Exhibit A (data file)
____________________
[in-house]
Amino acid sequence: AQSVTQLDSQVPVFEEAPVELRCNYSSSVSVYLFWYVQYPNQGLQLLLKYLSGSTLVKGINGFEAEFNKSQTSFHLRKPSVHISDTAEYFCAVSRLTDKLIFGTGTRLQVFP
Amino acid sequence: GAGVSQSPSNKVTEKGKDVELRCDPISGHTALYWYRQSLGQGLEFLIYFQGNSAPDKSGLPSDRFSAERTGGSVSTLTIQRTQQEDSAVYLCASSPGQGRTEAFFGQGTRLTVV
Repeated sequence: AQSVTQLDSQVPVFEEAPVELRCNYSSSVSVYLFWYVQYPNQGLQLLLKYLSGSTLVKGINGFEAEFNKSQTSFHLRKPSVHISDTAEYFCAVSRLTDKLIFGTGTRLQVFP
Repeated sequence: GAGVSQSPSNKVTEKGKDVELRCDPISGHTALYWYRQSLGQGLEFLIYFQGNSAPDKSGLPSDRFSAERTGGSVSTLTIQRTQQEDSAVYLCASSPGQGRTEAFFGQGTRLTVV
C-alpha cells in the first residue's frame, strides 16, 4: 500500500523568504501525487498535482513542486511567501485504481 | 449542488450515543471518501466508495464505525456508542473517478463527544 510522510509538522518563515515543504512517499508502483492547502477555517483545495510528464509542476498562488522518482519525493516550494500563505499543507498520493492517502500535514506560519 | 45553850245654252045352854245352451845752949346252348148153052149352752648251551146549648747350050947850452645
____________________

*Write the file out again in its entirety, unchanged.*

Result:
[in-house]
Amino acid sequence: AQSVTQLDSQVPVFEEAPVELRCNYSSSVSVYLFWYVQYPNQGLQLLLKYLSGSTLVKGINGFEAEFNKSQTSFHLRKPSVHISDTAEYFCAVSRLTDKLIFGTGTRLQVFP
Amino acid sequence: GAGVSQSPSNKVTEKGKDVELRCDPISGHTALYWYRQSLGQGLEFLIYFQGNSAPDKSGLPSDRFSAERTGGSVSTLTIQRTQQEDSAVYLCASSPGQGRTEAFFGQGTRLTVV
Repeated sequence: AQSVTQLDSQVPVFEEAPVELRCNYSSSVSVYLFWYVQYPNQGLQLLLKYLSGSTLVKGINGFEAEFNKSQTSFHLRKPSVHISDTAEYFCAVSRLTDKLIFGTGTRLQVFP
Repeated sequence: GAGVSQSPSNKVTEKGKDVELRCDPISGHTALYWYRQSLGQGLEFLIYFQGNSAPDKSGLPSDRFSAERTGGSVSTLTIQRTQQEDSAVYLCASSPGQGRTEAFFGQGTRLTVV
C-alpha cells in the first residue's frame, strides 16, 4: 500500500523568504501525487498535482513542486511567501485504481 | 449542488450515543471518501466508495464505525456508542473517478463527544 510522510509538522518563515515543504512517499508502483492547502477555517483545495510528464509542476498562488522518482519525493516550494500563505499543507498520493492517502500535514506560519 | 45553850245654252045352854245352451845752949346252348148153052149352752648251551146549648747350050947850452645